Queenstown’s new mayor has named his deputy and re-introduced standing committees – removing a level of secrecy.
Mayor Jim Boult was sworn in this afternoon and made Cr Calum MacLeod his deputy.
Boult also reinstated four standing committees, which will come into effect from January 2017.
They’d been abolished in November 2014 by former mayor Vanessa van Uden in favour of workshops – saying it would reduce demands on councillors, improve efficiency and maintain transparency.
But the behind-closed-doors workshops led to accusations of a lack of transparency.
Former councillor John Mann at the time said his fears had been realised.
“The job has got to be seen to be done – we’ve got to be able to see what they’re doing,” he said.
Now Boult, who beat Mann to the mayoral seat, has reversed the decision, while moving full council meetings from a monthly to six-weekly cycle.
The committee meetings will be held in public unless there are specific grounds under the Local Government Official Information and Meetings Act to exclude the public for a particular item.
Boult believes the committees provide for a “more in-depth analysis of important issues” according to a press release issued by City Hall’s comms boss Michele Poole.
It will enable the council to carry out its business more effectively, she says.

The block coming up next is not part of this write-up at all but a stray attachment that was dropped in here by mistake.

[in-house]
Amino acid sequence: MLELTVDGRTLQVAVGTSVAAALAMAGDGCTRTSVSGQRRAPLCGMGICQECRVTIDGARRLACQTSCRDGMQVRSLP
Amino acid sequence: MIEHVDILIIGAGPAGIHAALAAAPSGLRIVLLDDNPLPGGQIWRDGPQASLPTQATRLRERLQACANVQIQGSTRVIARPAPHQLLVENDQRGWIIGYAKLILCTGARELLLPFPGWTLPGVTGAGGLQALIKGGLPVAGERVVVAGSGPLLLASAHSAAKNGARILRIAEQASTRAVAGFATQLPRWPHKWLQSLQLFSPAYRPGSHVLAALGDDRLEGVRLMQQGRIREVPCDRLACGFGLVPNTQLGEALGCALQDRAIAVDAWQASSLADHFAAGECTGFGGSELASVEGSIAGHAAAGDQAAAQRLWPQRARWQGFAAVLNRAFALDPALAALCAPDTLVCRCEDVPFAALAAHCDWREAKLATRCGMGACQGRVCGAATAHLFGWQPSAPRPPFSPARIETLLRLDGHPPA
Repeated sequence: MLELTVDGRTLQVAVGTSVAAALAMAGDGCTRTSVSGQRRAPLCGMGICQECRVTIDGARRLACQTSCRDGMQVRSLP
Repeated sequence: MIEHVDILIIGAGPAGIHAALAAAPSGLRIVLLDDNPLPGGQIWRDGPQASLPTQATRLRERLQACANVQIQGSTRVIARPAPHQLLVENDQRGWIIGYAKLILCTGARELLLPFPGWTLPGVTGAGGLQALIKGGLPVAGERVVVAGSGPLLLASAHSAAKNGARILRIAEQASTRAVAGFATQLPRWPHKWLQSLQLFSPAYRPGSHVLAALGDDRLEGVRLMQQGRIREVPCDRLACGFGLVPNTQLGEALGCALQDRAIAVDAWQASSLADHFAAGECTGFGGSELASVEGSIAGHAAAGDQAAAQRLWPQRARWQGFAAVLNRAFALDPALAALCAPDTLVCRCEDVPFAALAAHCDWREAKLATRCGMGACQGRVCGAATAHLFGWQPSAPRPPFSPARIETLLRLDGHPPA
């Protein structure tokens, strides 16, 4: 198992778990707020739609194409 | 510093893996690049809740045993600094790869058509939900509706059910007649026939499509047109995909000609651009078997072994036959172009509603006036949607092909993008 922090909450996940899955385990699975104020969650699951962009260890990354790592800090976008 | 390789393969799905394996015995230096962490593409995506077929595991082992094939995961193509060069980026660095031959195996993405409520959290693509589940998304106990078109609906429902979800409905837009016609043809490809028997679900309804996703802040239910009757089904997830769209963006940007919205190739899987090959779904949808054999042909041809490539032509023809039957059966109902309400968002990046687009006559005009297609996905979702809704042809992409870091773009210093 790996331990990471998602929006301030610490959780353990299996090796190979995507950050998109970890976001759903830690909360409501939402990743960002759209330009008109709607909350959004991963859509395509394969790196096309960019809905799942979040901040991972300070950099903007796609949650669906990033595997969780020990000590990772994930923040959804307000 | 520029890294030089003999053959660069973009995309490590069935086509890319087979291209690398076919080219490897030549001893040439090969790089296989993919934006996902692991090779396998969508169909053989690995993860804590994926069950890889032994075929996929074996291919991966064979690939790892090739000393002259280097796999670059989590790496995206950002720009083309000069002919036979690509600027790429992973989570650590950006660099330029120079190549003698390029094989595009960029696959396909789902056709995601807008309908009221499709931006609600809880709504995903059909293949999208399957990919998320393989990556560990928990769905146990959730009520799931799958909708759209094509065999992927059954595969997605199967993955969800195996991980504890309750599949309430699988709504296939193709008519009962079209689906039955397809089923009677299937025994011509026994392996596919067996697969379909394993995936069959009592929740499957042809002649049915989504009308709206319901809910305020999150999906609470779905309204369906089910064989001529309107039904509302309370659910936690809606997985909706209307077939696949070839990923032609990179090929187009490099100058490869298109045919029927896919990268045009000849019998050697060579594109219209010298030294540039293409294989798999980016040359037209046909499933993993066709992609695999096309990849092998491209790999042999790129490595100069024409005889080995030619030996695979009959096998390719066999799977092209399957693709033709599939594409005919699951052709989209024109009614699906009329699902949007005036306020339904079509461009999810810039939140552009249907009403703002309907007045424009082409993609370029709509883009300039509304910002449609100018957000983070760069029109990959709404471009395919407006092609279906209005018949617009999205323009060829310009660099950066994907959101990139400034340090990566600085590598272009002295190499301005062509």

“The decision reflected the views of incoming councillors, as well as his own preference,” she says.
Boult says his choice of MacLeod as his deputy is based on the potential for a solid working relationship, as much as the convention of choosing Wanaka-based deputies.
Boult says: “It was not an automatic choice as we have a particularly capable group of councillors and they all bring valuable attributes to the table.
“I am confident that Cr MacLeod and I will have a solid working relationship.
“He is an experienced, respected representative and takes a pragmatic approach to finding solutions.”
Boult says they have common views on many topics.
“And where our perspectives differ, I know that we will respect each other’s opinions.”
MacLeod is the highest polling councillor in the Wanaka Ward election and is returning for his second term.
The new committees are planning and strategy, chaired by Cr Tony Hill; finance, audit and risk, chaired by Cr Ross McRobie; infrastructure, chaired by Alexa Forbes; and community and services, chaired by Cr Scott Stevens.
Boult says the short delay in establishing them will allow council staff to draft terms of reference and delegate authority to the committee structure.
The first ordinary meeting of the Council is scheduled for November 24.